The Berry Center

Home Place Meats

The Berry Center’s Home Place Meats is establishing a cooperative for local livestock farmers to sell to local markets. We believe that local farmers must be at the core of change. We are beginning at home in north-central Kentucky to build a local food model that can be scaled outward and replicated in communities throughout the nation. A collaborative project, we are addressing fundamental challenges of creating local food economies—producing local food, establishing fair compensation for farmers, managing supply and demand, accessing markets, and responding to consumer values are only a few of the issues we’re addressing.

Home Place is a radical challenge to today’s unhealthy, industrial system of meat production. In contrast to industrial agriculture, Home Place is based on ecology and care—respectful animal husbandry, healthy landscapes, quality food, and thriving farm communities. Home Place Meats is also responding to the plain truth that, despite the trends toward organic, healthier foods, the industrial agriculture paradigm still dominates and has not fundamentally changed the economy and culture of farming.

A local food economy that is better for farmers, better for livestock, and better for the planet—that’s Home Place Meats.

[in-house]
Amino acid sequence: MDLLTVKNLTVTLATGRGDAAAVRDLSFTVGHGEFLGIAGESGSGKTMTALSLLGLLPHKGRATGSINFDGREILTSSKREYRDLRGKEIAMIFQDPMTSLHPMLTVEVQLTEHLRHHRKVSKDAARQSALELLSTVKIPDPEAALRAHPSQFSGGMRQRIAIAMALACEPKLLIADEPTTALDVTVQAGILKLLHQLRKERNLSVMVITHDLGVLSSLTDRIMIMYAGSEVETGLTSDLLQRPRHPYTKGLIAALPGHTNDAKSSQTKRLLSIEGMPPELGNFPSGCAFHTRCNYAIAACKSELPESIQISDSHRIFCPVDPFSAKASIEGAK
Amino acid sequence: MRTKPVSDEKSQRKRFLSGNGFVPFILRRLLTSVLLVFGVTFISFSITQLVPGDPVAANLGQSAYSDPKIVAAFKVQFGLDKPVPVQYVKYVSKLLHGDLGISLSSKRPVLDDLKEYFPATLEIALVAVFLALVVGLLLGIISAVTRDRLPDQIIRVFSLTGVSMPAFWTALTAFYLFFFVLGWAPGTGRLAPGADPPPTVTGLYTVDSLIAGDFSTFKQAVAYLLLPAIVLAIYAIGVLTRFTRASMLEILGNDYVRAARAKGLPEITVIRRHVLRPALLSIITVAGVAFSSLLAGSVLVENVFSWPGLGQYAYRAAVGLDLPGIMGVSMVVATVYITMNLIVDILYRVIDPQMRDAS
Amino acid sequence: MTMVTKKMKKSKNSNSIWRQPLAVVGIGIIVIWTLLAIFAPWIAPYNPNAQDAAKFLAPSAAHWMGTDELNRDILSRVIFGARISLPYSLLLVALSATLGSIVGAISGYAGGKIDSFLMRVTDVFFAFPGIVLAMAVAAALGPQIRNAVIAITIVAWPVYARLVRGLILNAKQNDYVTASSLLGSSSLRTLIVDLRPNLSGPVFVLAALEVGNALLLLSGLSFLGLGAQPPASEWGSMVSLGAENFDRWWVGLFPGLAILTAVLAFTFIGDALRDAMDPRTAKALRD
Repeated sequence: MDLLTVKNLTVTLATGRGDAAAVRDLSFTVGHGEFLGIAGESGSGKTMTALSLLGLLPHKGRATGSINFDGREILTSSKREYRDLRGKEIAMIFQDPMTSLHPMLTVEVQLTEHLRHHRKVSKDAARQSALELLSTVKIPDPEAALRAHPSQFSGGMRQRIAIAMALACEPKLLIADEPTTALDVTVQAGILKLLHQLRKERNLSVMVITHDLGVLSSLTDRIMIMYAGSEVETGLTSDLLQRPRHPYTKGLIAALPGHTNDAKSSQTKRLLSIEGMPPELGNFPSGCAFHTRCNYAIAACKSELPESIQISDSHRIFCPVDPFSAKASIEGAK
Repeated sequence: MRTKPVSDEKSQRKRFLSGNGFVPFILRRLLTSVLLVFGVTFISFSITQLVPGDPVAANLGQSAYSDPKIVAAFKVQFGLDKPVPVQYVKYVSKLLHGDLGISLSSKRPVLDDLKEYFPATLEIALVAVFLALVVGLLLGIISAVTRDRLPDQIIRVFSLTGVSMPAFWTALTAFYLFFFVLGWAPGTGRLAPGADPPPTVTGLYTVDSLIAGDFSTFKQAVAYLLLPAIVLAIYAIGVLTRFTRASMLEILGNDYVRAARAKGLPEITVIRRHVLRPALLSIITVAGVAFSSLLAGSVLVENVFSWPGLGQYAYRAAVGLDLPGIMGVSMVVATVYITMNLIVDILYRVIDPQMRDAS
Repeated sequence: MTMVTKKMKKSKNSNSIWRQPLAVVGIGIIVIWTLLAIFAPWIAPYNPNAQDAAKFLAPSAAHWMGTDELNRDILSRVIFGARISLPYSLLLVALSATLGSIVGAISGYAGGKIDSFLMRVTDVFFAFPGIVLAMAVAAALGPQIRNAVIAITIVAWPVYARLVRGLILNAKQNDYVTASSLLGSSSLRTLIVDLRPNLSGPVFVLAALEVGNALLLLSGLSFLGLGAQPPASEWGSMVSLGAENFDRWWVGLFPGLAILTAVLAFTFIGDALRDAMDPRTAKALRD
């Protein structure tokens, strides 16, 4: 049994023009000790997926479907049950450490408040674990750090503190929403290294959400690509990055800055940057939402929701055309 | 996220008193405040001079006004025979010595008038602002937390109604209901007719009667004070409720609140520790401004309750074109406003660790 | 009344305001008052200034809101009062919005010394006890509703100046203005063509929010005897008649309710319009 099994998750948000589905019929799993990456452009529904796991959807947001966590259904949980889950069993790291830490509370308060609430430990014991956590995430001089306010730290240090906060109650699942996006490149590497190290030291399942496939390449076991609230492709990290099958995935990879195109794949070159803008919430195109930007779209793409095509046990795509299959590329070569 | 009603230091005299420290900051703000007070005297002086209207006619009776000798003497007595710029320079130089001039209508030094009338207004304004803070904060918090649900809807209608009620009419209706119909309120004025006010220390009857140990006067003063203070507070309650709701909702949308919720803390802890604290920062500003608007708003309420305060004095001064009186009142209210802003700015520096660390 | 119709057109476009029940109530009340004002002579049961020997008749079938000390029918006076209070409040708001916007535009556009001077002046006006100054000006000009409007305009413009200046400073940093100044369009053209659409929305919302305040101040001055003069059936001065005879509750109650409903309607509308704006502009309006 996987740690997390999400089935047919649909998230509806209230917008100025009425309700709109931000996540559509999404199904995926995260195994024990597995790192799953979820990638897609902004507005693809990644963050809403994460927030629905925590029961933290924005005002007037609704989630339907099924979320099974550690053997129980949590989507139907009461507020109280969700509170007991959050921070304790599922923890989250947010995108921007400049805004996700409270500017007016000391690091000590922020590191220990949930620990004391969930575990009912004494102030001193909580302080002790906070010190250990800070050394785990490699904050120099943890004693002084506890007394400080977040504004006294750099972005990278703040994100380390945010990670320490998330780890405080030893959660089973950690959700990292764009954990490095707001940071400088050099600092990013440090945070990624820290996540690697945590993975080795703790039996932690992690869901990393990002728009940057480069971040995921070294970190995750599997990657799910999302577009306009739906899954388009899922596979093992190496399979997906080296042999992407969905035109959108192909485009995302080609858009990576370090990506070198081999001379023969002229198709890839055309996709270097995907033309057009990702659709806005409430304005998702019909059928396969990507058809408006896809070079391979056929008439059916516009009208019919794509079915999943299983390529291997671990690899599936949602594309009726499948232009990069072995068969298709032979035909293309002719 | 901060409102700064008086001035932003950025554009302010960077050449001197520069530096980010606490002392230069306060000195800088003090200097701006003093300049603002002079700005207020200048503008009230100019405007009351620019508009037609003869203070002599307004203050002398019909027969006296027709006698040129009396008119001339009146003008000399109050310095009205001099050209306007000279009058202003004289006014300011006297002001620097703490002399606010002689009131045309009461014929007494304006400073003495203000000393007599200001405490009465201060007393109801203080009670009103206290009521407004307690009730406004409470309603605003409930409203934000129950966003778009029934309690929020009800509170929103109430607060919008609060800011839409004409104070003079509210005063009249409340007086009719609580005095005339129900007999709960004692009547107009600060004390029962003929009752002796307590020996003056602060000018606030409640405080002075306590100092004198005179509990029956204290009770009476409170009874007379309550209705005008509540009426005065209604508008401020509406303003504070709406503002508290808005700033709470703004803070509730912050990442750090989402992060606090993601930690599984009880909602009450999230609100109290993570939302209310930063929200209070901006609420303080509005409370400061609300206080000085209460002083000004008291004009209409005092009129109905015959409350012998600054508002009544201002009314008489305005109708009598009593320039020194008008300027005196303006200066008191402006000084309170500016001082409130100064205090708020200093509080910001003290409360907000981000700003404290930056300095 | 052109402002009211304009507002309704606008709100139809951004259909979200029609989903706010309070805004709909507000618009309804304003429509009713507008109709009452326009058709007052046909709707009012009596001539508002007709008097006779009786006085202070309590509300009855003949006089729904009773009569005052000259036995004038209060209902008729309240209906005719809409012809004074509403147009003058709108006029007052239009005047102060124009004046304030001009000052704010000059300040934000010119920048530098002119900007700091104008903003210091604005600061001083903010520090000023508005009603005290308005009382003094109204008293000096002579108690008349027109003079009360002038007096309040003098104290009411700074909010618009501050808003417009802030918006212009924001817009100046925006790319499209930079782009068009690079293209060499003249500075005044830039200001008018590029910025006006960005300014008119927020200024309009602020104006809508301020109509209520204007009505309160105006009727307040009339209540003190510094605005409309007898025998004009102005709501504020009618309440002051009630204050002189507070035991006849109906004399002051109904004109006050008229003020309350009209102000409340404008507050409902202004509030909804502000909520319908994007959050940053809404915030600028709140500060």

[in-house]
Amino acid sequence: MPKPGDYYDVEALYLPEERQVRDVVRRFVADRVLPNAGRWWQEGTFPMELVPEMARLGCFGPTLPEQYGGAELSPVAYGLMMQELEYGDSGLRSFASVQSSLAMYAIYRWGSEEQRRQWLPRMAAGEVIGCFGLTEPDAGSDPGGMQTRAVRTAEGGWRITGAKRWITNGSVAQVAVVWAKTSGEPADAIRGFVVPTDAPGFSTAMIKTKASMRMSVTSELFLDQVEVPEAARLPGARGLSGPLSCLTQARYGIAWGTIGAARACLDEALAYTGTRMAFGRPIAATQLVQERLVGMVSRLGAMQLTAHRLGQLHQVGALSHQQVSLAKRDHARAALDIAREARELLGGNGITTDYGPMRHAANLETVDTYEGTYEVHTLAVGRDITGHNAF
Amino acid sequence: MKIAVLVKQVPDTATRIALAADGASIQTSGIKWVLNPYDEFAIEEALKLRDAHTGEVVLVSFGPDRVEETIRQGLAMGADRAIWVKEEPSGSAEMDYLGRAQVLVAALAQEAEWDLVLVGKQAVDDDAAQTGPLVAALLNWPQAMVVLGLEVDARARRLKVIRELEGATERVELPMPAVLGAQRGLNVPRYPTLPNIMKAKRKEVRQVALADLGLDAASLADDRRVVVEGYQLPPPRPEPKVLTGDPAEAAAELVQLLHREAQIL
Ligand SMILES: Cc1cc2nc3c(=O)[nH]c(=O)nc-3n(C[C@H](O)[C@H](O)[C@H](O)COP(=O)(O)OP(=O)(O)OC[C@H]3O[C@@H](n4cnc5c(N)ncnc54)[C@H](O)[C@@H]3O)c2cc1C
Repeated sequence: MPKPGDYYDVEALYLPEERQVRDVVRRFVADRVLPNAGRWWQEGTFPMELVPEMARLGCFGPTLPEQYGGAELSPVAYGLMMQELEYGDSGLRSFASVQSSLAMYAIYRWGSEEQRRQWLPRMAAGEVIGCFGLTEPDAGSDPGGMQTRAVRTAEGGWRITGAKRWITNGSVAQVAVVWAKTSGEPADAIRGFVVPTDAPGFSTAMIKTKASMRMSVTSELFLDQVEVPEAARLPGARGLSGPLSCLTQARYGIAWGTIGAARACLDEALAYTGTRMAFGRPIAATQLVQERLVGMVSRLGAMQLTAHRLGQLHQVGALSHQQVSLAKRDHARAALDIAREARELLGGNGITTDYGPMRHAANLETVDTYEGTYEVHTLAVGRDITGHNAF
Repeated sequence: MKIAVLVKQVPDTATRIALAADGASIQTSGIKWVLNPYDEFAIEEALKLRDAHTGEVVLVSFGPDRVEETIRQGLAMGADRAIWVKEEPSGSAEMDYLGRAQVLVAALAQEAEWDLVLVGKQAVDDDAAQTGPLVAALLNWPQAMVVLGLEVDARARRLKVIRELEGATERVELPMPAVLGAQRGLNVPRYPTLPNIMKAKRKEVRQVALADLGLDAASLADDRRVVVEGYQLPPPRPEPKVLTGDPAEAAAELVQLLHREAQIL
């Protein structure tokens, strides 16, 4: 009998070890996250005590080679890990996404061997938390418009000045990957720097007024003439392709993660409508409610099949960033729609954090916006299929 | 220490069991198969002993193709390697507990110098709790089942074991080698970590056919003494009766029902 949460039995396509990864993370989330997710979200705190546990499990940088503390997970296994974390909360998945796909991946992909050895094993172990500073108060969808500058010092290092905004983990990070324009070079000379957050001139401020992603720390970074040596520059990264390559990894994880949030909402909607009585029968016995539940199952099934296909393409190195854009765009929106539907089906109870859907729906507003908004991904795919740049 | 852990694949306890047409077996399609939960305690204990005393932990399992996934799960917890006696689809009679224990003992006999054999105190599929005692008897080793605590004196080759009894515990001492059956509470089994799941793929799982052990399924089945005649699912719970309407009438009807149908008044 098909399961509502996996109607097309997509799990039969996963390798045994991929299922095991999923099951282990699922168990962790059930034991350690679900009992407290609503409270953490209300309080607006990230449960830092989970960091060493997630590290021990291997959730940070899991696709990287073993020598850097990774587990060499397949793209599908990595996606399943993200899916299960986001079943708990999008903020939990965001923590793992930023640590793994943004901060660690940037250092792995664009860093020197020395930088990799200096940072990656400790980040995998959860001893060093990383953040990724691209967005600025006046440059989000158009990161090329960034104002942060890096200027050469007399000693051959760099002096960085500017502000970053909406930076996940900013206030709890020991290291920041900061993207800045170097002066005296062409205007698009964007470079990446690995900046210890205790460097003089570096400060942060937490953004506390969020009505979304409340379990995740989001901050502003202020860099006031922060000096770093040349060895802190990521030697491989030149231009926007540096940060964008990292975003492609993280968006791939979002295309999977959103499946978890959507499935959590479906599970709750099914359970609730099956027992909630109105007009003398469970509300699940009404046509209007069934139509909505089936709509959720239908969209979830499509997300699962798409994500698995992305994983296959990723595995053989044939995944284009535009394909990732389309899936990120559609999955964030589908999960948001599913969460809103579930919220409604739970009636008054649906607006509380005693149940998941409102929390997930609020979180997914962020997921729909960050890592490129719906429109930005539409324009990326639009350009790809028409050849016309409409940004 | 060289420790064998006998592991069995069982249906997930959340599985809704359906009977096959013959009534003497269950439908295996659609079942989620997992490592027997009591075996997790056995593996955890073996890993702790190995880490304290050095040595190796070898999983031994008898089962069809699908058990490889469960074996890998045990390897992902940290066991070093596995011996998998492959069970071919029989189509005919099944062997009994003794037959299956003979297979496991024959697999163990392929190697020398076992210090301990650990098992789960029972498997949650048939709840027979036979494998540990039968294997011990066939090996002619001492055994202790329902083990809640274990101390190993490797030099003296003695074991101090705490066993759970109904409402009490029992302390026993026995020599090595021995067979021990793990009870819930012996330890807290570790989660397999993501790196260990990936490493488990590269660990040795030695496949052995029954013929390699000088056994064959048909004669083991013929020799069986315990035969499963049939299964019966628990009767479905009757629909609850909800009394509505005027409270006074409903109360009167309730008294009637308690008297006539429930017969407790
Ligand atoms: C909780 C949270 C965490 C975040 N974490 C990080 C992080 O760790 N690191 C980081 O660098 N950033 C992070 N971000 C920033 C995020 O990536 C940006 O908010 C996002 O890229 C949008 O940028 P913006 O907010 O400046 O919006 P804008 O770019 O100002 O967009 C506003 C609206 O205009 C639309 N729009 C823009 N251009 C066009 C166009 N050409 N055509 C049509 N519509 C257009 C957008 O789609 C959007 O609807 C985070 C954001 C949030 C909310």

Local Beef Initiative

Moving Local Beef Into Local Markets

Kentucky has more beef cattle than any state east of the Mississippi River. Cattle farming is the best farming left in our state. Our rolling landscape lends itself to the perennial agriculture of pastures and forage crops. However, we don’t finish beef here, but instead send our cattle to distant feedlots at weaning weight. Our local processing facility in Henry County is unable to find cattle to fill an order from a local distributor for one beef a week. There is no mechanism in place to encourage farmers, processors, or distributors to move local beef into local markets.

Organic Grain Initiative

More Sustainable & More Profitable Farming

There is no incentive for farmers to get out of the toxic, erosive corn and soybean farming that has taken over our highly vulnerable landscape. Meanwhile, over 90% of the organic grain used as feed in this country is imported, most, coming from Eastern Europe and China. While this is a huge opportunity for local farmers, there is no organized effort to encourage farmers to change to organic production. To move from conventional production to organic production farmers must be guided and supported economically during the transition. The Berry Center’s present day iteration of the Producer’s Program will be the mechanism to move farmers toward more sustainable and more profitable farming.

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